DISCUSSION relationship that goes from healthy to
unhealthy to abusive. Include teen-specific
FACILITATOR TIPS behaviors and try to make the
This activity requires some preparation, but is both demographics and experiences relatable
active and thought-provoking for students. For this for the audience. About 10-12 specific
reason it can work well in many environments with behaviors are recommended, with an
very little preparation and supplies.
equal number in each category (healthy,
Encourage honesty and support of students decisions
unhealthy, abusive) woven into a
when to leave. Avoid judgment words that imply there
is a right or wrong answer, and emphasize the behavior narrative. Check out youth-specific
instead. examples to use at


1. Were there certain behaviors where many students sat down?
2. Why that behavior rather than others?
3. Where there any behaviors where students had many different opinions?
What does it mean that the group disagreed on definitions of abusive behavior?
Is unhealthy behavior unhealthy for each person?
Can repeated unhealthy behavior become abusive?
What role do boundaries and communication play?
4. Encourage students to understand that each person will have different needs and boundaries in a
relationship, but abusive behavior can be dangerous and have negative implications for their lives.
5. How could you help a friend in a situation like this?
6. What barriers are there for someone leaving a relationship at your school?
7. What resources do you know of in your community?

The purpose of this activity is to:
Raise awareness about dating abuse and to advertise available services in the community.
Facilitate a conversation about the stigma of abuse and barriers to reporting.
Challenge students to talk about abuse and healthy relationships in their communities.


1. Read the statistics to the students and ask them to raise AGE:
their hands to decide whether they are true or false. High School
2. Give the correct answer and provide more information to
facilitate a discussion about the topic. TIMING:
15 minutes
If the group is smaller, set up A, B, and C stations around GROUP SIZE:
the room and present three options for each statistic (i.e.
Is the answer 25%, 50%, or 75%) and ask students to walk Any
to the station they estimate.
Accompany with relevant YouTube videos by Love is MATERIALS:
Respect if possible. Poster board with statistics, or a board
with them written up.
FACILITATOR TIPS Come prepared with statistics about
This is a very simple, introductory activity to raise dating abuse, national and local.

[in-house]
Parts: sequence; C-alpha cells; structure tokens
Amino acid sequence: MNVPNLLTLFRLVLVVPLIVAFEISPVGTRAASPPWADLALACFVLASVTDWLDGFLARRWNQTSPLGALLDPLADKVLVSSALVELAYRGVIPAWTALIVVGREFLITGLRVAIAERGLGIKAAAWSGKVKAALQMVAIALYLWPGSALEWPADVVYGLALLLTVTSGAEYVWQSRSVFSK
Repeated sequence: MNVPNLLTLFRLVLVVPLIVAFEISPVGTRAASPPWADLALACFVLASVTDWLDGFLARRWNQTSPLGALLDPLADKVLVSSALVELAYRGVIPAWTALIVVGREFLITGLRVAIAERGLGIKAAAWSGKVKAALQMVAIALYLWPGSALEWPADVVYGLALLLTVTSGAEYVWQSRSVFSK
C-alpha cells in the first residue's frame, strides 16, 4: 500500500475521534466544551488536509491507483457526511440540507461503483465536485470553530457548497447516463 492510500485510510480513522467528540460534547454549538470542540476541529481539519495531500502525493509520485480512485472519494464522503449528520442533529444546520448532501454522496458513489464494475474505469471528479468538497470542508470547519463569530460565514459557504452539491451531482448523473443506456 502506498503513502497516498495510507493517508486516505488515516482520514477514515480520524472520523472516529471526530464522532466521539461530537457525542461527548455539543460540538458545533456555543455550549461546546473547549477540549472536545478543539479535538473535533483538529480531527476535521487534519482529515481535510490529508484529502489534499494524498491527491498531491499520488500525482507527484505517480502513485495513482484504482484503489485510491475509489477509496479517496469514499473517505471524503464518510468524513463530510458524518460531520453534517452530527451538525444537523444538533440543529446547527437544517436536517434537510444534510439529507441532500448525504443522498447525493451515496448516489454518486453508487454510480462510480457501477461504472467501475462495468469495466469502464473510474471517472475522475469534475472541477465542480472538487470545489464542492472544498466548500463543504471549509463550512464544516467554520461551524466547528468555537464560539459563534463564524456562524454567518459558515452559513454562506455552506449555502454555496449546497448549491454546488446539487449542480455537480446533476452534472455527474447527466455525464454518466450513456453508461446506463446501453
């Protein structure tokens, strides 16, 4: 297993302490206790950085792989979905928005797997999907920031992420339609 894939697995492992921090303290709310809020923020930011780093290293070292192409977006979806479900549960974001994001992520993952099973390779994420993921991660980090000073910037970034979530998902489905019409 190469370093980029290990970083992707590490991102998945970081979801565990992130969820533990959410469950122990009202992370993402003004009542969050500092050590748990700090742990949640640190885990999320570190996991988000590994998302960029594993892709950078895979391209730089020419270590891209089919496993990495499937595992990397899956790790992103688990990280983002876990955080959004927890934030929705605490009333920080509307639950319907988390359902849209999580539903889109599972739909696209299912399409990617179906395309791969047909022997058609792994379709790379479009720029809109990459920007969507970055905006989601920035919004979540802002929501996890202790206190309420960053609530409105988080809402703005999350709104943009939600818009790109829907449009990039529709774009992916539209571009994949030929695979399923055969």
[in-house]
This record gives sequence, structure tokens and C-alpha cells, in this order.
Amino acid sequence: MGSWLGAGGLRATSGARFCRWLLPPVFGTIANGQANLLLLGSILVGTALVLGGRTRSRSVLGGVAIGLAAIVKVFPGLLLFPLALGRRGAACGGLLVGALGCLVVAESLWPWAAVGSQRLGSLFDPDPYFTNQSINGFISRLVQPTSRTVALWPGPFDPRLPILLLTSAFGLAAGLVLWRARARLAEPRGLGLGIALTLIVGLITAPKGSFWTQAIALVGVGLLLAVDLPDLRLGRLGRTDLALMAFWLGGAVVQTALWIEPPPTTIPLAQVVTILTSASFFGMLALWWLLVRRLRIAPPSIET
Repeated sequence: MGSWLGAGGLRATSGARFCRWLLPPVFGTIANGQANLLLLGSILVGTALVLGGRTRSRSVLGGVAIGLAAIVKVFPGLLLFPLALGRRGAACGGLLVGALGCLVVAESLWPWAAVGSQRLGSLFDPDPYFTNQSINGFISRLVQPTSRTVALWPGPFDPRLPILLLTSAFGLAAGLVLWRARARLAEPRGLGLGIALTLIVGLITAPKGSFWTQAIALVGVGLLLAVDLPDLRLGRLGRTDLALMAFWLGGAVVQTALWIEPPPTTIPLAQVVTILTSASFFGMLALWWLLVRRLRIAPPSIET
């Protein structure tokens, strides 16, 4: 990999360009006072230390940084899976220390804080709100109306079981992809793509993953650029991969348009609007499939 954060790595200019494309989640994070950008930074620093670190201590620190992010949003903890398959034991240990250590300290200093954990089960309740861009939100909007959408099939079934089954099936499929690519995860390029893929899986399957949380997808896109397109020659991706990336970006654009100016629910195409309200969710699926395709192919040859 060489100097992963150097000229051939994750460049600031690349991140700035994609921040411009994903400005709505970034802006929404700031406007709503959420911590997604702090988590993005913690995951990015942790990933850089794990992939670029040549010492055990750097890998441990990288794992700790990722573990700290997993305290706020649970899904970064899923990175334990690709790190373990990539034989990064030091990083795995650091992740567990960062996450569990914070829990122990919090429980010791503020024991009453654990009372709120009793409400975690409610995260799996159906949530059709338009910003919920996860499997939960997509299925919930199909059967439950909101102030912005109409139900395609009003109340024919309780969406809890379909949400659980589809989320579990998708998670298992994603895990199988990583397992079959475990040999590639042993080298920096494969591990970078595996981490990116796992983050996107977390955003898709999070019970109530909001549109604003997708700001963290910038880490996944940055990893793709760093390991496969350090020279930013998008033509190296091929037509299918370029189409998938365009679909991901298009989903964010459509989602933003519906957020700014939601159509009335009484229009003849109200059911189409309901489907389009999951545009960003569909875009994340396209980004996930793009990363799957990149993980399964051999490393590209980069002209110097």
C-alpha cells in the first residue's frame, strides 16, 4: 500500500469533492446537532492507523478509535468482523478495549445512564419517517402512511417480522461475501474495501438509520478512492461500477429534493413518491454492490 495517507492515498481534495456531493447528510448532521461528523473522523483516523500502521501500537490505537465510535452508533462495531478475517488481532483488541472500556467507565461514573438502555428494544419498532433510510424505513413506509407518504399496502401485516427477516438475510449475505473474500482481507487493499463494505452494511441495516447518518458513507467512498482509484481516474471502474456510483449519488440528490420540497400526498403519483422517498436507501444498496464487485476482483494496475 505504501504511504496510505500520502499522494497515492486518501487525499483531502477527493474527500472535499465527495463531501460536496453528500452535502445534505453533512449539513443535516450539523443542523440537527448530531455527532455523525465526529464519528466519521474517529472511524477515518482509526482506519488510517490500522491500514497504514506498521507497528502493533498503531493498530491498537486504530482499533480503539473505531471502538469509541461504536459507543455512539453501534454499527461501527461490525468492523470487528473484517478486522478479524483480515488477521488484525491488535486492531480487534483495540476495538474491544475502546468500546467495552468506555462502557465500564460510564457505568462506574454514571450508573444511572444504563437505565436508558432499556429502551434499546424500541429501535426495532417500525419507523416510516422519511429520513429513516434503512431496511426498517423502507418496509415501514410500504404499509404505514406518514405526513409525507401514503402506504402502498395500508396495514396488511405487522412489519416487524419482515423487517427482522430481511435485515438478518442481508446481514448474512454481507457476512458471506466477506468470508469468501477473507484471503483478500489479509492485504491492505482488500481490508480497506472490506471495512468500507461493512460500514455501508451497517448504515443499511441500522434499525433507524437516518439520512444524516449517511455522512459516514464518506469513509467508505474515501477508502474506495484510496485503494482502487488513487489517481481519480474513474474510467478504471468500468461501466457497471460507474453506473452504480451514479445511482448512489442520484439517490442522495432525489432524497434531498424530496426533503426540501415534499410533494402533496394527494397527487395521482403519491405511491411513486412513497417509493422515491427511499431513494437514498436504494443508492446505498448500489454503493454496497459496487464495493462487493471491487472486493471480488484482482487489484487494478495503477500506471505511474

awareness about dating abuse. Awareness about the
prevalence of dating abuse can be very important in
communities with a great deal of stigma around the issue.
This activity works well with large groups in a short amount of time.

1. Were you surprised by the statistics?
Which ones were most surprising? Which werent?
Why? (Aim for community specific responses.)
2. What did the statistics teach you?
Do you think these statistics apply to your school/community?
Why or why not?
3. What is stigma?
4. Why might some people who experience abuse not report it or tell other people?
5. What do you think it is like for survivors of dating abuse in your community?

The purpose of this activity is to:
Educate students that abusive behavior in dating relationships is not okay.
Abusive behaviors can look like many different things, but is always about power and control.
By defining the words we use to talk about healthy relationships, this activity gives students the tools to
peer educate and advocate on their own behalf.


1. Hand out the list of words, without definitions, to the AGE:
Middle and High School
2. Give them 10 minutes to define the words they know, or

write word associations. For example, respect could be
associated with conversation and honesty. TIMING:
3. Discuss the definitions as a group. 30 minutes

If more time is available, or the group is team oriented, Any
divide the students into groups to come up with
definitions on their own. MATERIALS:
Read the words to students rather than hand out a
readymade list.
Writing utensils
Handouts of words (optional)

Come prepared with a list of healthy
This activity is a terrific educational activity for any group
relationship words and their definitions.
size and space.
Allow students to come up with their own words and Edit the list for age-appropriateness of
challenge definitions they disagree on. the group and approval by the school.

Suggested words include: abuse,

boyfriend, dating, fear, girlfriend,
1. What words were hard to define?
Are there any definitions we dont agree on? healthy harassment, intimate, rape,
What makes those words hard to define? relationship, respect, safe, safe sex
2. What words are missing here? sabotage, sex, sexual coercion, stalking,
Do students at your school use other words to unhealthy, etc.
talk about dating?
What is dating like at your school?
3. Why are these words important to know?
What can you do with them?
How can you support healthy relationships at your school
4. Discuss bystander intervention, emphasizing student safety and when to seek help from an adult or 911.
5. Discuss available services in the community.